14. Lefty Godot

    “What’s the point of having this superb military that you’re always talking about if we can’t use it?” As in, use it to invade Bermuda, the Cayman Islands, the Channel Islands, heck, even Zurich! Why are we bothering with Syria, Libya, Iraq, etc., when the billionaires hide their stolen wealth in tax havens?

    I favor the Willie Sutton theory of taxation.

    1. MFB

      Read Bruce Sterling’s ISLANDS IN THE NET which offers speculative support for this.

  15. Susan the other

    We should make social benefits a cost of doing business. Wouldn’t that automatically balance out the inflationary aspects from making obscene profits in the first place? Actually that should include environmental benefits. I think instead of aspiring to an archaic industrial social contract, or pretending to it, we should have Nature’s Rights as well as human rights which establish effective ecology standards for it all. And instead of taxing after the fact we should normalize spending to achieve it in the first place because approaching it directly makes the case for whatever the cost of a business license is at any given time. How would that be avoided? A business license haven would not work (it would destroy itself) because massive black marketeering, inflation and pollution and inequality which is proven out in our system every day. That’s why bitcoin is so dangerous. If we are going to have our electronic money revolution it needs to be used for the right things.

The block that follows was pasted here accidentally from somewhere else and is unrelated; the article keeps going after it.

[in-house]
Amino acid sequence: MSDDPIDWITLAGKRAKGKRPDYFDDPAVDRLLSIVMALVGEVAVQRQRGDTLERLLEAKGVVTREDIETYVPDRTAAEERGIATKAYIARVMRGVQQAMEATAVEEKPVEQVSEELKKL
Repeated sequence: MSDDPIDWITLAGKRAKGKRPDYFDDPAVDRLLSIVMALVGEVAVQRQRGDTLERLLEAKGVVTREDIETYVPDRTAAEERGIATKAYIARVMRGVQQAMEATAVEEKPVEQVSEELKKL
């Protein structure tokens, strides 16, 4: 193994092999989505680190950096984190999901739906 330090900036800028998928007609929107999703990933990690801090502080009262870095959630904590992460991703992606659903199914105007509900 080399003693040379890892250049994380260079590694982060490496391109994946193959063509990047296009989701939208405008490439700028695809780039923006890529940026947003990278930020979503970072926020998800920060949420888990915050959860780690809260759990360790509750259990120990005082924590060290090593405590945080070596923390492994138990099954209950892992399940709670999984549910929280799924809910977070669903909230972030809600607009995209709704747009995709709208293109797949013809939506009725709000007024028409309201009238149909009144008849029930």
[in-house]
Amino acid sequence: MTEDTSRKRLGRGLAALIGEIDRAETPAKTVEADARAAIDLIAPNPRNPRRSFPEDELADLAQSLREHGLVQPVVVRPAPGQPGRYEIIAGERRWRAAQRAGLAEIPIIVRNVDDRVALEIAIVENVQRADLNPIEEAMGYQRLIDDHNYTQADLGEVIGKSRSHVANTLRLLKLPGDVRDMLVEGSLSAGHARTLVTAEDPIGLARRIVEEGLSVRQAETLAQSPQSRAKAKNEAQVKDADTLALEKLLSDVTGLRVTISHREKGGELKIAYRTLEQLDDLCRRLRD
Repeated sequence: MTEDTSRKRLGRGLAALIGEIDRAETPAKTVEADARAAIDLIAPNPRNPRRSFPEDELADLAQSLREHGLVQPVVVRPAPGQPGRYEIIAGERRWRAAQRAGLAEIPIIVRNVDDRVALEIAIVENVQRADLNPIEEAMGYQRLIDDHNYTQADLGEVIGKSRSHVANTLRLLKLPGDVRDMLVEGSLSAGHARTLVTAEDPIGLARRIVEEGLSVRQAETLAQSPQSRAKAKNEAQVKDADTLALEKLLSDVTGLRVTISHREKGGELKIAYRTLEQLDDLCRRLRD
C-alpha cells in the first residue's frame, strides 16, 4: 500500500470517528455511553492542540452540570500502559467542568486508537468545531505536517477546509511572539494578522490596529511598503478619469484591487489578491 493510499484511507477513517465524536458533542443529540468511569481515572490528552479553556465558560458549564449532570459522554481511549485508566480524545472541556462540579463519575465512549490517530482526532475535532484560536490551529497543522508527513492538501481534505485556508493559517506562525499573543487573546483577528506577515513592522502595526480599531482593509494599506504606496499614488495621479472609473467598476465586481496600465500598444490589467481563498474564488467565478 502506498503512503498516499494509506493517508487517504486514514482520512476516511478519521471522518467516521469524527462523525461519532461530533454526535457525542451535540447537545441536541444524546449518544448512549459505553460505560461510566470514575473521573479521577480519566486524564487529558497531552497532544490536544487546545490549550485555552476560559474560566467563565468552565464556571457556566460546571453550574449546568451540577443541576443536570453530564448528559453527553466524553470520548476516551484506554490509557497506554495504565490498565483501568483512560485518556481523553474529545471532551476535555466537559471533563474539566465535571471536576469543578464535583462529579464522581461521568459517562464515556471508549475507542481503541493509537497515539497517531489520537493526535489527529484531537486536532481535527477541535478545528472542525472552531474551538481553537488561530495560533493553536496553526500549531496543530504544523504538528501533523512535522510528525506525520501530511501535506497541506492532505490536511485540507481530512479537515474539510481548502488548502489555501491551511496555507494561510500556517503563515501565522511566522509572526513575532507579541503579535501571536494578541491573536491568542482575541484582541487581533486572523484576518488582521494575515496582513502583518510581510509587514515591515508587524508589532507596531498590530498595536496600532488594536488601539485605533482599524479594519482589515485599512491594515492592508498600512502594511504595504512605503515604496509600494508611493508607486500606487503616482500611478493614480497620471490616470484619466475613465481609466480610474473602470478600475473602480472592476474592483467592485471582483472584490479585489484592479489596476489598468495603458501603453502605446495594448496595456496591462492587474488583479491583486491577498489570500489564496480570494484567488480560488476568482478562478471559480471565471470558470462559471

16. scott s.

    I’ve seen the Warren analysis that claims the 16th Amendment has turned every tax into an income tax that doesn’t have to be apportioned, but I’m not buying the argument that the 16th was intended to limit direct taxes to simply a head tax.